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Open Access Publications from the University of California

Study of Hyperkyphosis, Exercise and Function (SHEAF) Protocol of a Randomized Controlled Trial of Multimodal Spine-Strengthening Exercise in Older Adults With Hyperkyphosis.

  • Author(s): Katzman, Wendy B
  • Vittinghoff, Eric
  • Kado, Deborah M
  • Schafer, Anne L
  • Wong, Shirley S
  • Gladin, Amy
  • Lane, Nancy E
  • et al.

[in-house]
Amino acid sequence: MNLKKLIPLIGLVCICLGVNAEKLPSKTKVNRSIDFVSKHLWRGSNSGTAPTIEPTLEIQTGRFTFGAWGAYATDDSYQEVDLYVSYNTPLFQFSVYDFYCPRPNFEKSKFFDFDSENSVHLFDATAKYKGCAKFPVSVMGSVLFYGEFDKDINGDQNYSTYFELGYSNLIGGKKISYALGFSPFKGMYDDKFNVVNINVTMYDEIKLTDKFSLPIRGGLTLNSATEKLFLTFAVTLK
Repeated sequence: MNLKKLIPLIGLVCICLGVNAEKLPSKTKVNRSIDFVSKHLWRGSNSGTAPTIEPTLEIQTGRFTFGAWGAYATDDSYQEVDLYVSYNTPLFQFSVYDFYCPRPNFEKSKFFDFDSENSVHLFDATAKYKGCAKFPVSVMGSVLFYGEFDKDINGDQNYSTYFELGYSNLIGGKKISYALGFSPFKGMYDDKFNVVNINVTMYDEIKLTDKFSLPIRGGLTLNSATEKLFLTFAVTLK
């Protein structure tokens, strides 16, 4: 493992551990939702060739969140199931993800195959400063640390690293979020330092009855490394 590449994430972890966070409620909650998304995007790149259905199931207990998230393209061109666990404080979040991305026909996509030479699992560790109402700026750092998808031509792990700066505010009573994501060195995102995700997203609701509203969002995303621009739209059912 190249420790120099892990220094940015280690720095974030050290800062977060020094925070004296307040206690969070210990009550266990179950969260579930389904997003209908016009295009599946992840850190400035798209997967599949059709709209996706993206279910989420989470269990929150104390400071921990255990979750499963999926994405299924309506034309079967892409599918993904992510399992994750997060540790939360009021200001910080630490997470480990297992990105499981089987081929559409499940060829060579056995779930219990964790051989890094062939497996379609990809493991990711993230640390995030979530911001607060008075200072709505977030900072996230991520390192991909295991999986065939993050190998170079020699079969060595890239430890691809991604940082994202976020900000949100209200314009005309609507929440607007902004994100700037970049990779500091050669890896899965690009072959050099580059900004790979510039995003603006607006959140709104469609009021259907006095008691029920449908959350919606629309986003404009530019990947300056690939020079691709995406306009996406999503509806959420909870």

BACKGROUND:Hyperkyphosis negatively affects health status, physical mobility, and quality of life, but there is no standard protocol for treating people with hyperkyphosis. Treatment options include targeted exercise. OBJECTIVES:This single-site randomized controlled trial (RCT) will determine the efficacy of a targeted multimodal spine-strengthening exercise program, compared with no exercise intervention, among community-dwelling men and women aged ≥60 years. DESIGN:The RCT is a parallel-group design, with 1:1 randomization to exercise and attentional control groups. SETTING:The study will be conducted at one primary site (one academic medical center partnered with one local community medical center). PARTICIPANTS:One hundred men and women, aged ≥60 years, with thoracic kyphosis ≥40 degrees will be randomized. INTERVENTION:The targeted multimodal spine-strengthening exercise intervention includes exercise and postural training delivered by a physical therapist in a group of 10 participants, 3 times a week for 6 months. Controls receive monthly health education meetings in a group of 10 participants and monthly calls from the study coordinator to monitor physical activity and any adverse events. MEASUREMENTS:The primary outcome is change in Cobb angle of kyphosis measured from lateral spine radiographs at baseline and 6 months. Secondary outcomes include change in physical function (assessed with the modified Physical Performance Test, Timed "Up & Go" Test, timed loaded standing, 4-m walk, and Six-Minute Walk Test) and health-related quality of life (assessed with the modified Scoliosis Research Society instrument [SRS-30] self-image domain and Patient Reported Outcomes Measurement Information System [PROMIS] global health and physical function indexes). Additional secondary outcomes include pain, physical activity level, spinal flexion and extension muscle strength, paraspinal extensor muscle density, and adverse events. LIMITATIONS:Blinding of the participants and instructors providing the intervention is not possible. CONCLUSIONS:The efficacy of a high-quality, adequately powered exercise intervention in men and women with kyphosis ≥40 degrees will be evaluated to determine whether targeted multimodal spine-strengthening exercise reduces hyperkyphosis in older adults and improves important secondary outcomes of physical function and health-related quality of life.

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